Cafe De La Regence

Start Date: Sep 12, 2015

Finish Date: Jun 6, 2016

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The Cafe de la Regence was a meeting place for chess players in Paris. It was the most famous chess meeting-place for over a century. The building was a coffehouse in the centre of ParisSmile

It was frequented by Philidor, Legall, Povespierre, Anderssen, Keizeritchky, Paul Morphy etc. but not only chess, on his tables Karl Marx and Thomas Enghels were drinking their coffee around 1845 and certainly even amateur chess players, like that young woman who challenged Robespierre to a game of chess and when she won she revealed her identity to plead for the life of her condemned lover, and she got an order for his immediate release.Smilehttp://youtu.be/b_AlNw0RX_M       what chess and good sportmanship can doWink

George Walker, an English master, described the congenial coffee-house in 1840: "Stove-heated to oppression, gas-lighted, mirrors in abundance and slabs of marble to top its tables. On Sunday all keep their hats on, to save space, and an empty chair is worth a ransom. The din of voices shakes the roof as we enter, like a beast-show at feeding time! Can this be chess, the recreation of solitude? We sigh for cotton to stuff our ears. Mocha is brought. We sip. Manners are to be noted and chessmen are to be sketched. The English are the best lookers-on in the world, the French the very worst. They do not hesitate to whisper their opinions freely, to point with their hands over the board, to foretell the probable future, to vituperate the past. I have all but vowed that when next I play chess in Paris, it shall be in a barricaded room. Midnight is long gone. Players are thinning, the garcons yawn, the drums have beaten the round, and the good wives of Paris are airing their husbands' nightcaps. I reluctantly prepare to face the cold. Farewell, at least for a season, to the Cafe de la Regence."Laughing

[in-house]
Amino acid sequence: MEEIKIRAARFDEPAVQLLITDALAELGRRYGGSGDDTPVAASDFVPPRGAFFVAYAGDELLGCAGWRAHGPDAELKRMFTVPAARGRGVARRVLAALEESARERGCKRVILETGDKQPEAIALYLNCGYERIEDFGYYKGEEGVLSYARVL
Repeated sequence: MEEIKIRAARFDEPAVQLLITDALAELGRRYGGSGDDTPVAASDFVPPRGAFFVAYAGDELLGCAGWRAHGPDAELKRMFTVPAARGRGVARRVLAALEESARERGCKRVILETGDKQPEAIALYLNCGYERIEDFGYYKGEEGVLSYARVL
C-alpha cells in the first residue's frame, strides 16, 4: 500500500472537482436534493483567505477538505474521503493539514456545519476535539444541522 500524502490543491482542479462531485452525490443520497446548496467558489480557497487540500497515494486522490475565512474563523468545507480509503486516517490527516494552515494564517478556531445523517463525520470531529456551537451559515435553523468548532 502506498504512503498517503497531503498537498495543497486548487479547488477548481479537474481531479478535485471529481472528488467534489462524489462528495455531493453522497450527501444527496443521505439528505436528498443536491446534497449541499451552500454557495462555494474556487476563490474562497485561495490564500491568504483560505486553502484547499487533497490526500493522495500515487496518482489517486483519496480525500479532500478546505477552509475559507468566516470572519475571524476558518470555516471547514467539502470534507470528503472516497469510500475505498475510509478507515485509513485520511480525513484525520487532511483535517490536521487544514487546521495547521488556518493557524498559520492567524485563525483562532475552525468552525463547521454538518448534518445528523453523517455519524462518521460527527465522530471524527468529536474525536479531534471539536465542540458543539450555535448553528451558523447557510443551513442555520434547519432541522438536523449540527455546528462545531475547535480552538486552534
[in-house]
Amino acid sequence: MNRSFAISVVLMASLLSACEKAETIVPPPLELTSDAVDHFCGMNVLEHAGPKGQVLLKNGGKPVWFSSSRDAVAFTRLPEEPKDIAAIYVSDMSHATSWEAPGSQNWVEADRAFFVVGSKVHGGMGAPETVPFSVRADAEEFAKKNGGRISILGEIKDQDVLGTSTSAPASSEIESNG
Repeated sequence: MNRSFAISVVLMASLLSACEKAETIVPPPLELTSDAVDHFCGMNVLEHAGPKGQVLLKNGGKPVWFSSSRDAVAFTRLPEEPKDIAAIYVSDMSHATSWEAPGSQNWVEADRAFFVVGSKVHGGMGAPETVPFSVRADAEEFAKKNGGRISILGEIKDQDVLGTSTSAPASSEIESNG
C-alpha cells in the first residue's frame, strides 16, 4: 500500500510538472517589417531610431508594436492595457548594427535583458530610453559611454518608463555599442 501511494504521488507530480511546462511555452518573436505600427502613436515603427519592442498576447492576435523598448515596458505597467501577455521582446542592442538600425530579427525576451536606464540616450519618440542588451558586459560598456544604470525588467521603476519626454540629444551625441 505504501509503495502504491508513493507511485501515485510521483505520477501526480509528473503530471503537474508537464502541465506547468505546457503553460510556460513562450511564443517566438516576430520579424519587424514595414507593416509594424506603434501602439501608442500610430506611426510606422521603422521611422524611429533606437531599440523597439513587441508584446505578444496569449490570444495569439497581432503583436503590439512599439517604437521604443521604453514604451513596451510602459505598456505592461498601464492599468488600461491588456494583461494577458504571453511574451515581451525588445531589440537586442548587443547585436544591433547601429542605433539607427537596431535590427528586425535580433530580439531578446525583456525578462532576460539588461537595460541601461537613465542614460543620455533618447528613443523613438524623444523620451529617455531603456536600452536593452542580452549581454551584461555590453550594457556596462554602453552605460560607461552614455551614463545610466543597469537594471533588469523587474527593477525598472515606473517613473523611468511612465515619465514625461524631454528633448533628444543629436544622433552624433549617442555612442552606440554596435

During Paul Morphy’s famous European adventures in 1858, he made several stops at the famous Cafe de la Regence in Paris, France. Paul Morphy was in Paris one year after the first American Chesscongress, he writed this letterand then he went to Rui Saint Honores at Cafe De La Regence to meet his friends as usualSmile Cool 

 One of Morphy’s encounters at the cafe involved him playing eight of the strong cafe regulars in a blindfold simultanne in the presence of approximately 250 chess fans. After ten hours of play, Morphy had amazingly won six games, drawn two, and lost zero. Wink

It was reported that Morphy never took a break and did not even appear fatigued at the conclusion of play. One of his games from this event is presented below, as annotated by Johann Jakob Lowenthal.Smile His secretary F. T. Edge caught the moment:

 

"Morphy stepped from the arm chair in which he had been almost immovable for ten consecutive hours with having tasted a morsel of anything, even water, during the whole consecutive period; yet as fresh, apparently, as when he sat down. The English and Americans, of whom there were scores present set up stentorian Anglo-Saxoo cheers, and the French joined in as the whole crowd made a simultaneous rush at our hero. The waiters of the cafe had formed a conspiracy to carry Morphy in triumph on their shoulders, but the multitude was so compact they could not get near him, and finally they had to abandon their attempt. Great bearded fellows grasped his hands, and it was nearly half an hour before we could get out of the cafe. Pierre Morel fought a passage through the crowd by main strength, and we finally got into the street. There the scene was repeated the multitude was greater out of doors than in the cafe, and the shouting, if possible, more deafening..."SmileLaughingCool